The world is changing fast and to keep up you need local knowledge with global context.
By Linda van Tilburg
- ArcelorMittal South Africa may cut more than 2,000 jobs as part of a widespread effort to cut costs. The company says in a statement that the country’s steel industry is suffering from high costs for electricity and raw materials and has been hit by the weaker local economy. It expects earnings to fall by at least R650m. Arcelor Mittal says that due to the difficult domestic economic environment, the South African steel industry continues to face significant challenges and more significant measures may become necessary. The company’s shares tumbled by as much as 17% in the biggest intraday drop in 14 months, ending the day on the JSE almost 16% lower.
- On global markets the S&P 500 surged above 3,000 points for the first time, and US treasuries rose along with gold, after US Federal Reserve chair Jerome Powell signalled an openness to rate cuts. Powell said uncertainties around trade tensions and concerns on the US economic outlook have increased in recent months. The Rand strengthened by 1% ending just above R14 to the dollar on the back of the news. The currency opened yesterday morning at R14.19. The JSE all-share also climbed by more than 1 % yesterday with mining stocks faring well. Gold Fields jump by more than 5%, while Harmony Gold, Sibanye Stillwater and Implats ended 3% higher.
- Lesetja Kganyago will serve another five years as governor of the Reserve Bank and two deputies from his existing team will join him, ending uncertainty about the top management at one of the nation’s key economic institutions. Monetary Policy Committee members, Fundi Tshazibana, who served as an adviser to Kganyago, and Rashad Cassim, the institution’s head of research, will become the bank’s deputy governors from August. Kganyago’s return is likely to ease investor concerns that the Reserve Bank will become more pliable to political pressure.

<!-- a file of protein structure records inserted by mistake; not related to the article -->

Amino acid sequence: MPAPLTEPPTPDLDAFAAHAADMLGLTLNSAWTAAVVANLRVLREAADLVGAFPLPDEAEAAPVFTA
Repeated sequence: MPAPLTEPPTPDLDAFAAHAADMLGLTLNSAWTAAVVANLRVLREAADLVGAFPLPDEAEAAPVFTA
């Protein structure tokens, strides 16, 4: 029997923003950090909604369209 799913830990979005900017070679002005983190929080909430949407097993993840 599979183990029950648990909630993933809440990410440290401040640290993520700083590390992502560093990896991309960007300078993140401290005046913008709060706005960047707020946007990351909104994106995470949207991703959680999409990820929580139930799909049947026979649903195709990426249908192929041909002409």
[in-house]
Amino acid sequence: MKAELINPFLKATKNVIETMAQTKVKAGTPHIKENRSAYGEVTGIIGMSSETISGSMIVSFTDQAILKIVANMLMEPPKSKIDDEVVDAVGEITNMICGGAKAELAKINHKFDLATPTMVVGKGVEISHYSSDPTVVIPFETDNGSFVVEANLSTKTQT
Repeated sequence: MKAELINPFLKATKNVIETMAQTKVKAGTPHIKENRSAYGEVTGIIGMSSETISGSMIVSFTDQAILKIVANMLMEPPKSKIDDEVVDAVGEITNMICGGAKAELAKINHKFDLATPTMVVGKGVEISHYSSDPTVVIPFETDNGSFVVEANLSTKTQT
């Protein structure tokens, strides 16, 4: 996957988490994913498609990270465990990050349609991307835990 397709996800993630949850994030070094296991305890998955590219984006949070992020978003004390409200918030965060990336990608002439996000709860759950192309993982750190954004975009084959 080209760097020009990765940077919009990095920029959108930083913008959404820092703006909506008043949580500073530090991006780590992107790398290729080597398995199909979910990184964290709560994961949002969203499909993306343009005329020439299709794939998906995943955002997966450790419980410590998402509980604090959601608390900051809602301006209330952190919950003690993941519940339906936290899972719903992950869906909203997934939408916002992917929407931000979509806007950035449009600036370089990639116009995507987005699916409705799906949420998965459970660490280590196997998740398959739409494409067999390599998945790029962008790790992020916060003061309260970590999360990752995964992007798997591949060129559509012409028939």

- Staying with new appointments, former Absa boss, Maria Ramos has been included in an interim board of directors at the Public Investment Corporation announced by Finance Minister Tito Mboweni. Also, for the first time, union representatives will serve on the PIC board. The new appointments will give the continent’s biggest fund manager more independence by breaking from tradition by appointing the deputy as chair of the PIC. The board is an interim arrangement, appointed for a year, as a commission of inquiry into its governance is set to make findings this month. In the hot seat at the commission at the moment is the former CEO of the PIC, Dan Matjila.
- Bloomberg reports that President Cyril Ramaphosa’s honeymoon is officially over. South African business leaders are becoming frustrated with the pace of reform in South Africa, and his cabinet choices and spending pledges have not helped. Martin Kingston of the South African unit of Rothschild said that very tough decision needed to be taken and they have not seen any willingness to take those decisions. Kingston’s sentiments were echoed by three CEOs of large companies and another senior business associate leader, all of whom have declined to be identified. Chief among the business leaders concerns were the appointments to head the education and labour ministries.
- In the latest in the ping-pong match between Public Enterprises Minister, Pravin Gordhan and Public Protector Busisiwe Mkhwebane, Gorhan filed an urgent bid to interdict remedial actions in the PP’s report. This is after Mkhwebane recommended that the President, the Speaker, State Security Minister, National Prosecuting Authority and the Police Commissioner should take action against Gordhan in connection with the so-called rogue unit. The urgent application may be heard on 23rd July and Gordhan has also applied that the entire report be declared unlawful and that it should be set aside.
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Cyril Ramaphosa: The Audio Biography
Listen to the story of Cyril Ramaphosa's rise to presidential power, narrated by our very own Alec Hogg.